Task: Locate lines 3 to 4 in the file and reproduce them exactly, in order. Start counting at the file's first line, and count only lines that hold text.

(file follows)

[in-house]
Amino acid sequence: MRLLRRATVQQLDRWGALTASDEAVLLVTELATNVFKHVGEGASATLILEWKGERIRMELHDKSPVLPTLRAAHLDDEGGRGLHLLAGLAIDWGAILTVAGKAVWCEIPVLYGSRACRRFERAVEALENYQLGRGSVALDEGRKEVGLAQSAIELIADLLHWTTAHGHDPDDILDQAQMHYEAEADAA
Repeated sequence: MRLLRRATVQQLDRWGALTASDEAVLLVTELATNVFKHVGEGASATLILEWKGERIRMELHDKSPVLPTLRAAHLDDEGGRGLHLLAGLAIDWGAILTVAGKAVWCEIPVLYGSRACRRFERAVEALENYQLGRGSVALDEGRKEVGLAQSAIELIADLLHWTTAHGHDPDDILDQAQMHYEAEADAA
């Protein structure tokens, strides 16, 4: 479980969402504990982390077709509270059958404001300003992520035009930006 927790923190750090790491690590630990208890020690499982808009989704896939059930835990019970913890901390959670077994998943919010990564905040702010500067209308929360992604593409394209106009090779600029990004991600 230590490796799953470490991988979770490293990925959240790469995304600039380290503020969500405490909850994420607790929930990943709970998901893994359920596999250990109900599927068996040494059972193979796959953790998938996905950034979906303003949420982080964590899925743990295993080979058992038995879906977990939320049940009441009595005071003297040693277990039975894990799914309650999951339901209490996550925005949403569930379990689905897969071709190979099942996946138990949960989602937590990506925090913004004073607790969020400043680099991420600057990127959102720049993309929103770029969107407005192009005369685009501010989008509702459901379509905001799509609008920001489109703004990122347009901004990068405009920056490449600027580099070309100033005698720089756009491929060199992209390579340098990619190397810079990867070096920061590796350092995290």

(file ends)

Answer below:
Repeated sequence: MRLLRRATVQQLDRWGALTASDEAVLLVTELATNVFKHVGEGASATLILEWKGERIRMELHDKSPVLPTLRAAHLDDEGGRGLHLLAGLAIDWGAILTVAGKAVWCEIPVLYGSRACRRFERAVEALENYQLGRGSVALDEGRKEVGLAQSAIELIADLLHWTTAHGHDPDDILDQAQMHYEAEADAA
């Protein structure tokens, strides 16, 4: 479980969402504990982390077709509270059958404001300003992520035009930006 927790923190750090790491690590630990208890020690499982808009989704896939059930835990019970913890901390959670077994998943919010990564905040702010500067209308929360992604593409394209106009090779600029990004991600 230590490796799953470490991988979770490293990925959240790469995304600039380290503020969500405490909850994420607790929930990943709970998901893994359920596999250990109900599927068996040494059972193979796959953790998938996905950034979906303003949420982080964590899925743990295993080979058992038995879906977990939320049940009441009595005071003297040693277990039975894990799914309650999951339901209490996550925005949403569930379990689905897969071709190979099942996946138990949960989602937590990506925090913004004073607790969020400043680099991420600057990127959102720049993309929103770029969107407005192009005369685009501010989008509702459901379509905001799509609008920001489109703004990122347009901004990068405009920056490449600027580099070309100033005698720089756009491929060199992209390579340098990619190397810079990867070096920061590796350092995290």